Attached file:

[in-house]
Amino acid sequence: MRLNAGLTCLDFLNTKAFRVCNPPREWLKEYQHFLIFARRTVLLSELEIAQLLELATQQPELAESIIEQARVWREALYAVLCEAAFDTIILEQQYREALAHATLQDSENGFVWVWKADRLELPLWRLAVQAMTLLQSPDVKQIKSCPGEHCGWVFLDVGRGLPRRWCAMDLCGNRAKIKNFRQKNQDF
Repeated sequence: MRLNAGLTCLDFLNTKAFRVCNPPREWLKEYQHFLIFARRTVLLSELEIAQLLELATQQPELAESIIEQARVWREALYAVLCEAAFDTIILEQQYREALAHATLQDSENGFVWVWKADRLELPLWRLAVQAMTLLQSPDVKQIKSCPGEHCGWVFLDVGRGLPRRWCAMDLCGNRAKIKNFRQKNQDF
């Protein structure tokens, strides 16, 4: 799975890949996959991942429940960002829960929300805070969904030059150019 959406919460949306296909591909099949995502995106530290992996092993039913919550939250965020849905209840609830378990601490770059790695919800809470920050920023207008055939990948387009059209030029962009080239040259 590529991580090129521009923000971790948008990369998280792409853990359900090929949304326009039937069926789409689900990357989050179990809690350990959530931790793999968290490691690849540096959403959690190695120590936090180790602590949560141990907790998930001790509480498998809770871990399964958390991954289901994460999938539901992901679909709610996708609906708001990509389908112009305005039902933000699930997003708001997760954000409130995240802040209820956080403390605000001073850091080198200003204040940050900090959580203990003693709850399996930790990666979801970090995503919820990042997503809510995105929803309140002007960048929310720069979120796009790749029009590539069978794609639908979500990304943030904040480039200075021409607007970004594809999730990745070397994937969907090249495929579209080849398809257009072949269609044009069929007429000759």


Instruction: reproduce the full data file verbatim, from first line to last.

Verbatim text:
[in-house]
Amino acid sequence: MRLNAGLTCLDFLNTKAFRVCNPPREWLKEYQHFLIFARRTVLLSELEIAQLLELATQQPELAESIIEQARVWREALYAVLCEAAFDTIILEQQYREALAHATLQDSENGFVWVWKADRLELPLWRLAVQAMTLLQSPDVKQIKSCPGEHCGWVFLDVGRGLPRRWCAMDLCGNRAKIKNFRQKNQDF
Repeated sequence: MRLNAGLTCLDFLNTKAFRVCNPPREWLKEYQHFLIFARRTVLLSELEIAQLLELATQQPELAESIIEQARVWREALYAVLCEAAFDTIILEQQYREALAHATLQDSENGFVWVWKADRLELPLWRLAVQAMTLLQSPDVKQIKSCPGEHCGWVFLDVGRGLPRRWCAMDLCGNRAKIKNFRQKNQDF
């Protein structure tokens, strides 16, 4: 799975890949996959991942429940960002829960929300805070969904030059150019 959406919460949306296909591909099949995502995106530290992996092993039913919550939250965020849905209840609830378990601490770059790695919800809470920050920023207008055939990948387009059209030029962009080239040259 590529991580090129521009923000971790948008990369998280792409853990359900090929949304326009039937069926789409689900990357989050179990809690350990959530931790793999968290490691690849540096959403959690190695120590936090180790602590949560141990907790998930001790509480498998809770871990399964958390991954289901994460999938539901992901679909709610996708609906708001990509389908112009305005039902933000699930997003708001997760954000409130995240802040209820956080403390605000001073850091080198200003204040940050900090959580203990003693709850399996930790990666979801970090995503919820990042997503809510995105929803309140002007960048929310720069979120796009790749029009590539069978794609639908979500990304943030904040480039200075021409607007970004594809999730990745070397994937969907090249495929579209080849398809257009072949269609044009069929007429000759």